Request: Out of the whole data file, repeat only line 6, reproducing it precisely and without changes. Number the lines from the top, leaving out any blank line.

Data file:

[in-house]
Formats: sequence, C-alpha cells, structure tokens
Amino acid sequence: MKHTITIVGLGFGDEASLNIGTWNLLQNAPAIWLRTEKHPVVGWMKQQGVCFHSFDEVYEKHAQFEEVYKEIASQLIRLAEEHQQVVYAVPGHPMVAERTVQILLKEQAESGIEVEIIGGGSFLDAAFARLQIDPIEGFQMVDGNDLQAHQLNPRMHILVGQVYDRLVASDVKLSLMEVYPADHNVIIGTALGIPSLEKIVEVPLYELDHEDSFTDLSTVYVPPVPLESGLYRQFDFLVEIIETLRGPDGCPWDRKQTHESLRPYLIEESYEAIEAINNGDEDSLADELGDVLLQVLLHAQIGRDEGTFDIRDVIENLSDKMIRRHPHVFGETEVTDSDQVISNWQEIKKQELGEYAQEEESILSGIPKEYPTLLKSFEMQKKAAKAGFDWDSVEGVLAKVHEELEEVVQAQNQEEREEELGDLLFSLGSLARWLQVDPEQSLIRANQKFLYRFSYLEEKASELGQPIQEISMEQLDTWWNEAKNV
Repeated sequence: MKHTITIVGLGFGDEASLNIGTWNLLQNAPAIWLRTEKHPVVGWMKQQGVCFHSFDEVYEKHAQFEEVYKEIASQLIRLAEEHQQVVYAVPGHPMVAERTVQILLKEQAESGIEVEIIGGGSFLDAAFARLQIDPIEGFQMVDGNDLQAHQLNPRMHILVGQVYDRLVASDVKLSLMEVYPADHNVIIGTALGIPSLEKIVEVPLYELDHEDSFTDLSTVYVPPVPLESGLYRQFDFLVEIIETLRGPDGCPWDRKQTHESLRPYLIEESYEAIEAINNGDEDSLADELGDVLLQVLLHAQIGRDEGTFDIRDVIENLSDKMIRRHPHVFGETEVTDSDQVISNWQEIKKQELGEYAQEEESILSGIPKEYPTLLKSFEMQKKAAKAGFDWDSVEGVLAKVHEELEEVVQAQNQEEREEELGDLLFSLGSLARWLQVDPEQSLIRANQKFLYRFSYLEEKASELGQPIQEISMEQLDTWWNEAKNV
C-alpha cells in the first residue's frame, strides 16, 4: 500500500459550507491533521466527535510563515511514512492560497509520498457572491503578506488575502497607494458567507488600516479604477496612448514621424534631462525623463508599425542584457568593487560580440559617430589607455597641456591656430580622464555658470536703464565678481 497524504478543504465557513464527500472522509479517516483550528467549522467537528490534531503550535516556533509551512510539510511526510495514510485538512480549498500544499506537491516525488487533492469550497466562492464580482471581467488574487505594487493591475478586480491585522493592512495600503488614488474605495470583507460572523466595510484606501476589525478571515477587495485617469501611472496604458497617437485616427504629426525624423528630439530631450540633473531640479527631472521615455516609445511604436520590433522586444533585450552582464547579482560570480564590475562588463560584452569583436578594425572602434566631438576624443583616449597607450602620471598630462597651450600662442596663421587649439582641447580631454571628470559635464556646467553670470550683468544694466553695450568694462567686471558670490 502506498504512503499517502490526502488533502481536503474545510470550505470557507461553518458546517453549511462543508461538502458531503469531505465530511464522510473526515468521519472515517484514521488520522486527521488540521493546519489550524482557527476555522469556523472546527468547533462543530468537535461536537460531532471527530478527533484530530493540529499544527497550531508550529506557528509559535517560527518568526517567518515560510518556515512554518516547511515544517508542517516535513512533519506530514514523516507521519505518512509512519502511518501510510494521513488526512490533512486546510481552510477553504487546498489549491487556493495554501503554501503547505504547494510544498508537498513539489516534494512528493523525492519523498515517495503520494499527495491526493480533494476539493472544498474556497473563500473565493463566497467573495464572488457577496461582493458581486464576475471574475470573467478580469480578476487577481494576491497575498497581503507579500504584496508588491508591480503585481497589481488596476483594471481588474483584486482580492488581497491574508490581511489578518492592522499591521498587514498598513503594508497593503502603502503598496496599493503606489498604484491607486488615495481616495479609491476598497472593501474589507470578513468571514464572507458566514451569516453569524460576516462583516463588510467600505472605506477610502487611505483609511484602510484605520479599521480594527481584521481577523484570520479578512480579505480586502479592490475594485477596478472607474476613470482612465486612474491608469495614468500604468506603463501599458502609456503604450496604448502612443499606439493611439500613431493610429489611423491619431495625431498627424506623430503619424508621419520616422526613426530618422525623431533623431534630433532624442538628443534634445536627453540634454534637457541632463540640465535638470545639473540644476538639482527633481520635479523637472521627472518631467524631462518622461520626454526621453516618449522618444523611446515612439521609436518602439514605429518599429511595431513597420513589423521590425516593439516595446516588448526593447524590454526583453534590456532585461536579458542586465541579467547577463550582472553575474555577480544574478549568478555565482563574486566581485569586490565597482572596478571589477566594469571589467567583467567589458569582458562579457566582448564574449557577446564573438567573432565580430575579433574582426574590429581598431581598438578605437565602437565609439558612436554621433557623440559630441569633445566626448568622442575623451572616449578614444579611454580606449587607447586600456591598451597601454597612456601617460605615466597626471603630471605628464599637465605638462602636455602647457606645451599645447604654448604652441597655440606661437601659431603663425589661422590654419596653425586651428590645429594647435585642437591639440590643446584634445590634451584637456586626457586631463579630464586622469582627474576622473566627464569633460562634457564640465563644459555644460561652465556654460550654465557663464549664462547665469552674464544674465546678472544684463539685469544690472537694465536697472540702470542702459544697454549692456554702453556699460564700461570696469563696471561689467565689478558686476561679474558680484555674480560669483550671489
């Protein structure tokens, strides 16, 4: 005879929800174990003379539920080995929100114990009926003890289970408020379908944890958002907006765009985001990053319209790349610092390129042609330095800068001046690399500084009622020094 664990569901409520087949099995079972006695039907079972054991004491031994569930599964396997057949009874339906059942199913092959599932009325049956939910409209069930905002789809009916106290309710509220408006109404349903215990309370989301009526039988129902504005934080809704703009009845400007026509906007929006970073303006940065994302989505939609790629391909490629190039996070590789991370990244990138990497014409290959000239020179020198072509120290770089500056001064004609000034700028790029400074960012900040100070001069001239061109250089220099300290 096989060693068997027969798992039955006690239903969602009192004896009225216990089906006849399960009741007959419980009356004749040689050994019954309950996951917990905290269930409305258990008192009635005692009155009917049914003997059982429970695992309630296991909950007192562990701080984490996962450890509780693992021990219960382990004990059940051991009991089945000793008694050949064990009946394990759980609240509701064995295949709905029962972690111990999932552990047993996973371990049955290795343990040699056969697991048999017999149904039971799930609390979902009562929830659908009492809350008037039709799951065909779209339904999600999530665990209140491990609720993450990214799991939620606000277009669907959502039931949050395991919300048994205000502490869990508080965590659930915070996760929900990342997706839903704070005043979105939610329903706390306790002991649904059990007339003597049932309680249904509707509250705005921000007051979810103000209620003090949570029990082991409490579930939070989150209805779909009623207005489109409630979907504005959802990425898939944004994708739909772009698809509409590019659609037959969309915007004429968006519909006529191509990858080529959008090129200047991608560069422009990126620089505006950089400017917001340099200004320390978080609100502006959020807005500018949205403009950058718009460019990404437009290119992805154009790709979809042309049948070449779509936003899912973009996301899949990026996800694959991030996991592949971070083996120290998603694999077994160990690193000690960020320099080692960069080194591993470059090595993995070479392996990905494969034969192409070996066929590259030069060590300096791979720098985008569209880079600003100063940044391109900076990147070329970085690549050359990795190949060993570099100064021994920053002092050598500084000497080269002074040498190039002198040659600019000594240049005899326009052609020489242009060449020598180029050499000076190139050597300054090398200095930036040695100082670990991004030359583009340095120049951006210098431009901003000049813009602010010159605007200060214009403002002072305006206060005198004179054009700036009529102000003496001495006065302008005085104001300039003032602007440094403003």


């Protein structure tokens, strides 16, 4: 005879929800174990003379539920080995929100114990009926003890289970408020379908944890958002907006765009985001990053319209790349610092390129042609330095800068001046690399500084009622020094 664990569901409520087949099995079972006695039907079972054991004491031994569930599964396997057949009874339906059942199913092959599932009325049956939910409209069930905002789809009916106290309710509220408006109404349903215990309370989301009526039988129902504005934080809704703009009845400007026509906007929006970073303006940065994302989505939609790629391909490629190039996070590789991370990244990138990497014409290959000239020179020198072509120290770089500056001064004609000034700028790029400074960012900040100070001069001239061109250089220099300290 096989060693068997027969798992039955006690239903969602009192004896009225216990089906006849399960009741007959419980009356004749040689050994019954309950996951917990905290269930409305258990008192009635005692009155009917049914003997059982429970695992309630296991909950007192562990701080984490996962450890509780693992021990219960382990004990059940051991009991089945000793008694050949064990009946394990759980609240509701064995295949709905029962972690111990999932552990047993996973371990049955290795343990040699056969697991048999017999149904039971799930609390979902009562929830659908009492809350008037039709799951065909779209339904999600999530665990209140491990609720993450990214799991939620606000277009669907959502039931949050395991919300048994205000502490869990508080965590659930915070996760929900990342997706839903704070005043979105939610329903706390306790002991649904059990007339003597049932309680249904509707509250705005921000007051979810103000209620003090949570029990082991409490579930939070989150209805779909009623207005489109409630979907504005959802990425898939944004994708739909772009698809509409590019659609037959969309915007004429968006519909006529191509990858080529959008090129200047991608560069422009990126620089505006950089400017917001340099200004320390978080609100502006959020807005500018949205403009950058718009460019990404437009290119992805154009790709979809042309049948070449779509936003899912973009996301899949990026996800694959991030996991592949971070083996120290998603694999077994160990690193000690960020320099080692960069080194591993470059090595993995070479392996990905494969034969192409070996066929590259030069060590300096791979720098985008569209880079600003100063940044391109900076990147070329970085690549050359990795190949060993570099100064021994920053002092050598500084000497080269002074040498190039002198040659600019000594240049005899326009052609020489242009060449020598180029050499000076190139050597300054090398200095930036040695100082670990991004030359583009340095120049951006210098431009901003000049813009602010010159605007200060214009403002002072305006206060005198004179054009700036009529102000003496001495006065302008005085104001300039003032602007440094403003």